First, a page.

14 HIV Infection Human immunodeficiency virus destroys the body’s immune system, leading to AIDS There is currently no cure for AIDS Bodily fluids can transmit the virus via unprotected sexual intercourse The number of year olds infected with HIV is increasing

15 Unintended Pregnancies
Sexually active students risk unintended pregnancies The United States has one of the highest adolescent birth rates among developed nations Teen moms are likely to have a second birth within 24 months after the first birth (National Campaign to Prevent Teen Pregnancy, 2002)

16 Dietary Patterns that Contribute to Disease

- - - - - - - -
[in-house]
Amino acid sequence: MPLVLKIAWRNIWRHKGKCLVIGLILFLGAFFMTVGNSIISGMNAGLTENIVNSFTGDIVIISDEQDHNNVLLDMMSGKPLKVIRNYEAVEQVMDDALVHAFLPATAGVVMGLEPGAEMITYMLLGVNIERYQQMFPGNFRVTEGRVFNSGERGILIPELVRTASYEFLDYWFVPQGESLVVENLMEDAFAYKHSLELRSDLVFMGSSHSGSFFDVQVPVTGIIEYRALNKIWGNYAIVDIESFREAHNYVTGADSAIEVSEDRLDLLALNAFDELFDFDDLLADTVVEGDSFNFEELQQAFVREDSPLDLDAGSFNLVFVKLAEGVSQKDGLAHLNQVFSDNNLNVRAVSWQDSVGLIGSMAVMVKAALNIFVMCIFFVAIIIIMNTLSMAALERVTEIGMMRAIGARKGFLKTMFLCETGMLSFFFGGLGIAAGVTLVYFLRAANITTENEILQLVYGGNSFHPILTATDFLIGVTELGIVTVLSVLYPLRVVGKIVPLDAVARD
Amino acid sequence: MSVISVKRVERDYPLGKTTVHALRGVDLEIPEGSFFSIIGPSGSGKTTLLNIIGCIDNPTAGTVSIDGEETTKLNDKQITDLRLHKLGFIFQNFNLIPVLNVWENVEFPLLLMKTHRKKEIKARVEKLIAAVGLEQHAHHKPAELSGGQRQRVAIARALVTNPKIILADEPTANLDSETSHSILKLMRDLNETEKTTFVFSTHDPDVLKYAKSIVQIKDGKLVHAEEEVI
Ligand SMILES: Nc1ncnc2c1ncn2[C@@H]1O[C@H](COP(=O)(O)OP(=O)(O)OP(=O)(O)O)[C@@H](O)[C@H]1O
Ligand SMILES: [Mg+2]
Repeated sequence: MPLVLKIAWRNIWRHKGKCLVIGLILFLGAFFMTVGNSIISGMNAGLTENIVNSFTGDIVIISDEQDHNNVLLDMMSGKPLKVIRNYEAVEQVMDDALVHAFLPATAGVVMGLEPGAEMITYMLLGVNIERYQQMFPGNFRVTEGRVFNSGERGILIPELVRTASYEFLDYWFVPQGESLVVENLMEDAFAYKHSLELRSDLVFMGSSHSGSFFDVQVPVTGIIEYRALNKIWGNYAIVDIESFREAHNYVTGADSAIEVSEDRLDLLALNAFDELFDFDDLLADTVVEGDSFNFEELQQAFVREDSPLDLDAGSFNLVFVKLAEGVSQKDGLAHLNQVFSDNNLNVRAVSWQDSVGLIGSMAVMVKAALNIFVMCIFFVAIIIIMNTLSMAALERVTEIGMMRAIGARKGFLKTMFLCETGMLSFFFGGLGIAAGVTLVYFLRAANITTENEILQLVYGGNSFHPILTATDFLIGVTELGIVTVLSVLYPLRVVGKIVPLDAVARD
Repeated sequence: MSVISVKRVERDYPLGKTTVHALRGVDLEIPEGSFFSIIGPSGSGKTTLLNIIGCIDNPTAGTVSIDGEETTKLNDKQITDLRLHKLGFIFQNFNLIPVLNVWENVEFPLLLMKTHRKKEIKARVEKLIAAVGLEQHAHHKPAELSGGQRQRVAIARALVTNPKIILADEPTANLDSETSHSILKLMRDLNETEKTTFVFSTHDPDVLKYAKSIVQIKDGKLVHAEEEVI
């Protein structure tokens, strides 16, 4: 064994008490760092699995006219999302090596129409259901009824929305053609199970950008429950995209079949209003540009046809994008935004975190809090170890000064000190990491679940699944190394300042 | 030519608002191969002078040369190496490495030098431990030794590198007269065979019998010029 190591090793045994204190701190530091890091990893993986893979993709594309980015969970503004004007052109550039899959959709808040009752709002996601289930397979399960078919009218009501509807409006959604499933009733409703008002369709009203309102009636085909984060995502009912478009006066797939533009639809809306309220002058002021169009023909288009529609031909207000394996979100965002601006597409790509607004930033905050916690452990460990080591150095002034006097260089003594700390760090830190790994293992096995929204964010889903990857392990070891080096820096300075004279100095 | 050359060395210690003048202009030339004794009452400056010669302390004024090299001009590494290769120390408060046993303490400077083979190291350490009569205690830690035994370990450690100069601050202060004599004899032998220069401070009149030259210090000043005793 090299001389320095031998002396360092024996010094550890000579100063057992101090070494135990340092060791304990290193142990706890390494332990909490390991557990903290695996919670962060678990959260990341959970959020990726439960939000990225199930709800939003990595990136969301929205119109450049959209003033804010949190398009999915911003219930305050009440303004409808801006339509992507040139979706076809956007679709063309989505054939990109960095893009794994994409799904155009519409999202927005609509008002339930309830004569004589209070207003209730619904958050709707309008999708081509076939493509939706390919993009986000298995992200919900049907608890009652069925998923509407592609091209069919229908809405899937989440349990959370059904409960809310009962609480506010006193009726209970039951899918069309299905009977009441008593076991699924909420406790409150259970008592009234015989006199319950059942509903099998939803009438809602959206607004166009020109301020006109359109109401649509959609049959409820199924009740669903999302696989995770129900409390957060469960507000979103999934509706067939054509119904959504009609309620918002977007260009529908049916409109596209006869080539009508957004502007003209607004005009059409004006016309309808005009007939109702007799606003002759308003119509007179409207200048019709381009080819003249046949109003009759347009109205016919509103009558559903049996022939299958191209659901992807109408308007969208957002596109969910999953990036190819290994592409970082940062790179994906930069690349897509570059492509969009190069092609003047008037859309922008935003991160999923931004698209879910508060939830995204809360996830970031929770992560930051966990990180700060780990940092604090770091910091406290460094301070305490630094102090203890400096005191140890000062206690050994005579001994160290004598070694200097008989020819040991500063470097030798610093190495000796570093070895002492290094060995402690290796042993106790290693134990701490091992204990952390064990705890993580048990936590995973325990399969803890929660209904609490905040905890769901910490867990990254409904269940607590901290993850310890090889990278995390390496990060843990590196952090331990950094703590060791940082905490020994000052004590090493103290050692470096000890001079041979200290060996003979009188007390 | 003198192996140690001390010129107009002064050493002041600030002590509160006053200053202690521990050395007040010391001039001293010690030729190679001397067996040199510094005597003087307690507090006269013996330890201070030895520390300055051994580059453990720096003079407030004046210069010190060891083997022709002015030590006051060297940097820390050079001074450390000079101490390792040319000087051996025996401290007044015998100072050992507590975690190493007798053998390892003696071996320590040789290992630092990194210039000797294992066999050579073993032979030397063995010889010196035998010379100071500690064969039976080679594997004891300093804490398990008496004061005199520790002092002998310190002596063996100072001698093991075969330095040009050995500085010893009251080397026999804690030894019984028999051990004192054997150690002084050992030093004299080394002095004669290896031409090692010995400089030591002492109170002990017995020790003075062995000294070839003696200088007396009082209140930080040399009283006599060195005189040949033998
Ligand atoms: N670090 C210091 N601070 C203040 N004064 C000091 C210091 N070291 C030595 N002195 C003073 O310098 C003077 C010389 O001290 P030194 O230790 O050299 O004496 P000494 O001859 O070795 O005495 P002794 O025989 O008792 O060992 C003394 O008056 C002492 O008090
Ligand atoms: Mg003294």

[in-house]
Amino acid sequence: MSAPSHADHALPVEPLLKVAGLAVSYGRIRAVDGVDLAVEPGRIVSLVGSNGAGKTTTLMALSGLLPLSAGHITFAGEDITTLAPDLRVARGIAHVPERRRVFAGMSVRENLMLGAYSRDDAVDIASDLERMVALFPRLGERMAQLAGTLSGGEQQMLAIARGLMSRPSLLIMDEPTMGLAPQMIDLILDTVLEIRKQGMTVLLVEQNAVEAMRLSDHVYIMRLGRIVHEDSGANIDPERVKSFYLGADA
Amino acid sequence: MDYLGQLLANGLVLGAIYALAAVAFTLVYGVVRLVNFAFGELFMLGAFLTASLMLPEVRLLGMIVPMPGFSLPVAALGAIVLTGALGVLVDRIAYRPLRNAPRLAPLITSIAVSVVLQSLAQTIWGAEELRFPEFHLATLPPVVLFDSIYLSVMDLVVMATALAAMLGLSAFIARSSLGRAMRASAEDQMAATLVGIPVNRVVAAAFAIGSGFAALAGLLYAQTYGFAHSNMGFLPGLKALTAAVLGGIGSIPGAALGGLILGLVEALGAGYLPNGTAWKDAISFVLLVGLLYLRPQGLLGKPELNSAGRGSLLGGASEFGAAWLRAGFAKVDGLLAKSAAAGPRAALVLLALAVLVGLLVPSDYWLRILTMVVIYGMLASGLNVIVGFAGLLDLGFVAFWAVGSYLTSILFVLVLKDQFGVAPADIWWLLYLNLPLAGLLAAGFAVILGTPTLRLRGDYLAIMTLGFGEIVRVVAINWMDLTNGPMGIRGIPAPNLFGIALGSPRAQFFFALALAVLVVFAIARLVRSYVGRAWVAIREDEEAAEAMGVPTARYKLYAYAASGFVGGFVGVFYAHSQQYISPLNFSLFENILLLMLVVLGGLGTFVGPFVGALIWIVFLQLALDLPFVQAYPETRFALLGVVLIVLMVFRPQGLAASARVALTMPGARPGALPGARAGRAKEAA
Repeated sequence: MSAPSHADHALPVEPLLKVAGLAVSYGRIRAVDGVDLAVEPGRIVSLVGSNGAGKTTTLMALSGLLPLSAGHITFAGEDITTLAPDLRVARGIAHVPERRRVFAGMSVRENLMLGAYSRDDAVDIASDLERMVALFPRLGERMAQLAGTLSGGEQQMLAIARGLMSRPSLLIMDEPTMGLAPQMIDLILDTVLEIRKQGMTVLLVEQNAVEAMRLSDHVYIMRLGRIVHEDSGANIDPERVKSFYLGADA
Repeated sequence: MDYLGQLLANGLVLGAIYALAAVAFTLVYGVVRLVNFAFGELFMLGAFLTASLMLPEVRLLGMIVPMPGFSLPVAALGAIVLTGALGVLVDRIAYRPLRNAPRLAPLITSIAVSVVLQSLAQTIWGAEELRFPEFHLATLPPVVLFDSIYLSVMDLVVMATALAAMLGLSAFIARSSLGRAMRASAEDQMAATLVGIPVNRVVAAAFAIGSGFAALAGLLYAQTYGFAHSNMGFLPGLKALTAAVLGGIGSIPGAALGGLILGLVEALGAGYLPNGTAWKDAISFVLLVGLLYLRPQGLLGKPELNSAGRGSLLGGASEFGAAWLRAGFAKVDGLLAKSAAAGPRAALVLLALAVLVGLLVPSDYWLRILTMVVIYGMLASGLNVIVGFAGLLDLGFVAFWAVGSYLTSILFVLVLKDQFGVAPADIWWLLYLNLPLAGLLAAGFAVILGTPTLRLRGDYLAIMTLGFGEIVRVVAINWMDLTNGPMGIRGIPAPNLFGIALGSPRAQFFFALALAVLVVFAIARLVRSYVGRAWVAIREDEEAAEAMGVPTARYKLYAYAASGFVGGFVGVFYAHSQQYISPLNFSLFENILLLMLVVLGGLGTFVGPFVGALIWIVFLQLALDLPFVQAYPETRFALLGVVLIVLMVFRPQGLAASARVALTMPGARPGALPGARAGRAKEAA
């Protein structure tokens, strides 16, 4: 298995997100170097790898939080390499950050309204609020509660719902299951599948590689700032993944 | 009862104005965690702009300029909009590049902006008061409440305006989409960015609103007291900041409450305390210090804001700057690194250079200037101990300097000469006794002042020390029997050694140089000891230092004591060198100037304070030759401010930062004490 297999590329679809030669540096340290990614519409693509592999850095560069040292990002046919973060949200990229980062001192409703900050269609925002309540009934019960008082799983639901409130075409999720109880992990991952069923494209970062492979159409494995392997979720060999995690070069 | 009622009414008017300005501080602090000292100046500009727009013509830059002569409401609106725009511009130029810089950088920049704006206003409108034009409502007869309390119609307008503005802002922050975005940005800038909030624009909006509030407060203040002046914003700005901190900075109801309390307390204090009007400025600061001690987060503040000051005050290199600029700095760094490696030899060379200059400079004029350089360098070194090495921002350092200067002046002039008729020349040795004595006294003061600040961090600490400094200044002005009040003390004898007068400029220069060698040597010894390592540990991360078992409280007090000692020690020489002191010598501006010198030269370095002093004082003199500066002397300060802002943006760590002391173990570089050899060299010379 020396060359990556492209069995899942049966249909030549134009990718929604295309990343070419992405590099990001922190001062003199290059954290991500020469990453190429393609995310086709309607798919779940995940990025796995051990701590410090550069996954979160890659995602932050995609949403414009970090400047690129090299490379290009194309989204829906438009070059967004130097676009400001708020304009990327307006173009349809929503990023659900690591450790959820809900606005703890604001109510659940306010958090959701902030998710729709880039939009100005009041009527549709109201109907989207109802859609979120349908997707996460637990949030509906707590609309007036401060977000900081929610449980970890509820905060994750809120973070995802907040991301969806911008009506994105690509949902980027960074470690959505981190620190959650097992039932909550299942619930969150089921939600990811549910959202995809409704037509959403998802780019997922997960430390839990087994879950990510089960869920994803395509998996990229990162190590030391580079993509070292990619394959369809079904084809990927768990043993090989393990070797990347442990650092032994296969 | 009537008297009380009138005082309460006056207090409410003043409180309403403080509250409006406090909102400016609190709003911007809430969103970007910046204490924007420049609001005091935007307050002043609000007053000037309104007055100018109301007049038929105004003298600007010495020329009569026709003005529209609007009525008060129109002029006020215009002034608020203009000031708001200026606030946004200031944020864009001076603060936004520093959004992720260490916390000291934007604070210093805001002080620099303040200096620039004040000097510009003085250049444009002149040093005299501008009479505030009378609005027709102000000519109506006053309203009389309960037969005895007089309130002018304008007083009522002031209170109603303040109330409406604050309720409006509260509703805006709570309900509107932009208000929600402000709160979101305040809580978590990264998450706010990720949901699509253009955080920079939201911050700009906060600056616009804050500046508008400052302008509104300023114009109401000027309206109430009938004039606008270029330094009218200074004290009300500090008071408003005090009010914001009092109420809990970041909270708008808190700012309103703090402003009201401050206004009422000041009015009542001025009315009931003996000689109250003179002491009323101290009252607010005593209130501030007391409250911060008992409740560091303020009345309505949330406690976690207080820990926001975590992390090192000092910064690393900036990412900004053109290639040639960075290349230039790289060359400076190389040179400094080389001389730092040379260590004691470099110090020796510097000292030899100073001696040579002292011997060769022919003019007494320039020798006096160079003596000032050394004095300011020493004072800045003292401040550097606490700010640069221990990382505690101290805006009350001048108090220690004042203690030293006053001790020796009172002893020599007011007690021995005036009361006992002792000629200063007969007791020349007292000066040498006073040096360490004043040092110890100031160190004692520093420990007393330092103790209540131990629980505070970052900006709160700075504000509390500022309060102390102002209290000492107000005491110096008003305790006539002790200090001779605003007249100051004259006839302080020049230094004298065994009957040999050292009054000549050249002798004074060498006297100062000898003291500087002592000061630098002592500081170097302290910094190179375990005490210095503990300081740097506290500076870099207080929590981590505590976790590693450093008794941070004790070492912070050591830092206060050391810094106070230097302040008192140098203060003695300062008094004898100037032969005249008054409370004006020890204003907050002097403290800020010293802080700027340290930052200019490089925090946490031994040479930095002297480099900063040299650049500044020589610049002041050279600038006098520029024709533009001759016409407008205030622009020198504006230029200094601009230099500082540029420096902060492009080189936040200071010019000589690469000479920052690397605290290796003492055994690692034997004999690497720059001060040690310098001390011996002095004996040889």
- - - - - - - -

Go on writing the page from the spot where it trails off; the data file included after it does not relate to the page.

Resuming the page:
Chronic diseases are linked to poor eating habits More young people do not meet recommendations for healthy eating Excess calories lead to obesity, which has doubled for adolescents (Ogden et al.,2003) Adolescents and children often skip breakfast, which affects performance Many adolescents develop eating disorders due to low self-esteem, negative body image, or feelings of inadequacy

17 Insufficient Physical Activity
Physical activity is body movement from skeletal muscles that leads to energy expenditure Many young people do not get enough physical activity Fewer children are enrolling in daily P.E. Use of TV and video games contributes to this pattern

18 Healthy People 2010 (Table 1-1)
Represents ideas of organizations and individuals concerning the nation’s health Two goals set by Healthy People 2010 Increase quality and years of healthy life Eliminate health disparities

19 CDC School Health Guidelines